McCarthy as fit and hungry as ever as he chases ninth All-Ireland medal
Ten years after his first success, Dublin stalwart shows no sign of slowing up
James McCarthy at the launch of the Go-Ahead Dublin GAA leagues and championships at Parnell Park. “I’m fortunate now when I get back training I get up to speed pretty quick. There’s a lot of experience to fall back on as welI.” Photograph: Ramsey Cardy/Sportsfile
James McCarthy is listing off the reasons how and why his football career is so enduringly successful and he eventually narrows it down to the old adage that less is more.
He may still be as fit, healthy and hungry as the player who won his first All-Ireland with Dublin in 2011, and added number eight last December, only that doesn’t mean he still needs to train the same.
Recovery has become increasingly paramount over the years and, after turning 31 in March, McCarthy also believes some of his best football is yet to come. He who is not busy improving is busy dying.
“Definitely the last few years I’ve put a lot more focus on injury prevention,” he says. “Getting older as well I think you get that bit smarter at training. When I think back on the first few years I had playing, I was doing some stupid training, like training in between training.
“Like training on a Tuesday, then on a Wednesday going off doing runs on myself. Brain dead stuff really, asking for trouble because you’re only going to get hurt.
“I also think you build up that training age, as they call it, so many years of training under the belt. And I’m fortunate now when I get back training I get up to speed pretty quick. There’s a lot of experience to fall back on as well, so it’s a combination of all those things really. But there’s definitely more focus now on injury prevention, pre-hab stuff.”
Luck, he admits, has a lot to do with it too. McCarthy was the only Dublin outfield player to win that eighth All-Ireland on the field of play, along with goalkeeper Stephen Cluxton, and the fact he’s avoided any major injury over the years has been critical to all that.
“Recovery is so important now, given the level of intensity we do train at. It’s about knowing how to get the body right at the right time of the year. It’s been a lot of good fortune over the years as well, I’ve picked up injures in the middle of summer, think the year might be gone, so I’ve been very lucky I didn’t do something like an ACL, that could put you out for the year.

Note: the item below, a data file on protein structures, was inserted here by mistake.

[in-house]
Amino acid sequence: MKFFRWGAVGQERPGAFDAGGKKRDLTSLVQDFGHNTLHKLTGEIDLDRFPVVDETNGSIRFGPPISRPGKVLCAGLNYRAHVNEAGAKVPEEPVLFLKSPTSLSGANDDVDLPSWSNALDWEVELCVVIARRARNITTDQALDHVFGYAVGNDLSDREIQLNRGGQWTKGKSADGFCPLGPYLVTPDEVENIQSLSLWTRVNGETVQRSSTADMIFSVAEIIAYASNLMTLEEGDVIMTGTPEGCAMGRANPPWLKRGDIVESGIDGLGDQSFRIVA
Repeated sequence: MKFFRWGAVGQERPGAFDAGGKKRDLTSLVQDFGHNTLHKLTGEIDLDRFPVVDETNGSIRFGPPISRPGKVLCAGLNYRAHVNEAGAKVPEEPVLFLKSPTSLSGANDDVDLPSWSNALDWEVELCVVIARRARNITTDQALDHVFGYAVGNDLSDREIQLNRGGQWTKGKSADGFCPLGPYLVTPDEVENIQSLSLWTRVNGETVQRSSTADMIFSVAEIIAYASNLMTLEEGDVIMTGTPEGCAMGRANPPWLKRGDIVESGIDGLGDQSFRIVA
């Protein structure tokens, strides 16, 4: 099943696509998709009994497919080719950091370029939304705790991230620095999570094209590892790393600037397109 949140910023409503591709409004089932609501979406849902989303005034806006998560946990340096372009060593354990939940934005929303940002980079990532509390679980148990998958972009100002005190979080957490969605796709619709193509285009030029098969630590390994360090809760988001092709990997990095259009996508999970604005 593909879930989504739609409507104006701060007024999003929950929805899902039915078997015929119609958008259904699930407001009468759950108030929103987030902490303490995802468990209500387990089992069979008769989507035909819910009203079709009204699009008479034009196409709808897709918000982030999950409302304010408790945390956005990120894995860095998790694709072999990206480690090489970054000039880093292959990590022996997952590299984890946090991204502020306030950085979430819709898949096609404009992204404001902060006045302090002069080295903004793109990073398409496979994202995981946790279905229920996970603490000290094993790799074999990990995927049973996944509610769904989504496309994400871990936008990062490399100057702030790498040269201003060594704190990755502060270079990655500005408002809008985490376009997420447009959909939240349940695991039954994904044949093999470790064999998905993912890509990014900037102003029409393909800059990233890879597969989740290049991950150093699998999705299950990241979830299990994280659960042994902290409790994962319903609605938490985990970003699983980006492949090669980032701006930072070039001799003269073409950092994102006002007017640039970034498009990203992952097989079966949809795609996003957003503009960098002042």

“Getting to number nine. I’d be lying if I didn’t say that would be something I’d love to achieve, and something I have in my mind I’d like to go after, of course it would. But I’ve been around long enough to have to just focus on each season as it comes. If you think ahead, you get caught.
“I just focus every day on being a better player, and I think I can get better, keep on producing something for the team. I actually feel in great shape at the moment, as good as I’ve ever been, and enjoying the football still, and hopefully have another three or four years left. I still think I have a certain way to play, what I can bring to the team, and try to focus on that as much as I can.
“I love seeing young lads coming in, really hungry for it, going for it, but I still take some pride and joy in the fact they still can’t beat me on the longer runs. They get me over the shorter distances alright.”
Though not everyone in the Dublin panel have been able to share McCarthy’s longevity for a variety of reasons, players like Jack McCaffrey and Paul Mannion opting out in their prime.
“I completely understand, it is an awful pity, I’d be close to the two lads, but they just got to the stage they felt they needed to take the break, I know with Paul he just got so busy with work, and Jack being a doctor, just couldn’t go again. They’re a huge loss and you miss them but you totally respect their decision, hope to see them back again maybe.
“But once you’re enjoying it so much, still getting a kick, that challenge is there, and for me personally I’m still mad to go, still enjoying my football.”
McCarthy didn’t feature in the last round against Galway, but hopes to play on Saturday as Dublin take on Donegal in the league semi-final; there will only be a Division One final if Tyrone beat Kerry in the other semi-final (as otherwise it would be a week closer to when Kerry and Donegal start in the championship).
“I suppose the GAA hands are tied, the way the championship was set up. But it would be an awful pity if there wasn’t a match to play to win the competition. We’ll see how it works out this weekend. We’ve played well in 10, 15 minute periods, we just haven’t put in a full performance really, over the whole 70, 80 minutes. But we’re looking for a big performance on Saturday definitely.”
Speaking at the launch of Go Ahead Ireland, the public transport provider of bus services, partnering with Dublin GAA as sponsor of their leagues and championships for the coming three years, McCarthy did hint at one regret, and the fact Ballymun Kickhams never got to play a provincial series after winning back the Dublin title for the first time since 2012.
Another things McCarthy has learned over the years is not to get drawn into criticism, the latest example coming from former Donegal boss Jim McGuinness , who described Dublin as the most defensive team in the country, lacking some of the attacking style now so prevalent in other teams.
“Look, it happens, I don’t take too much notice myself. Now sometimes you might, pick up something that might annoy you, and you might hold onto it for a while, and hopefully to ram it back. But no, that’s the name of the game, isn’t it?”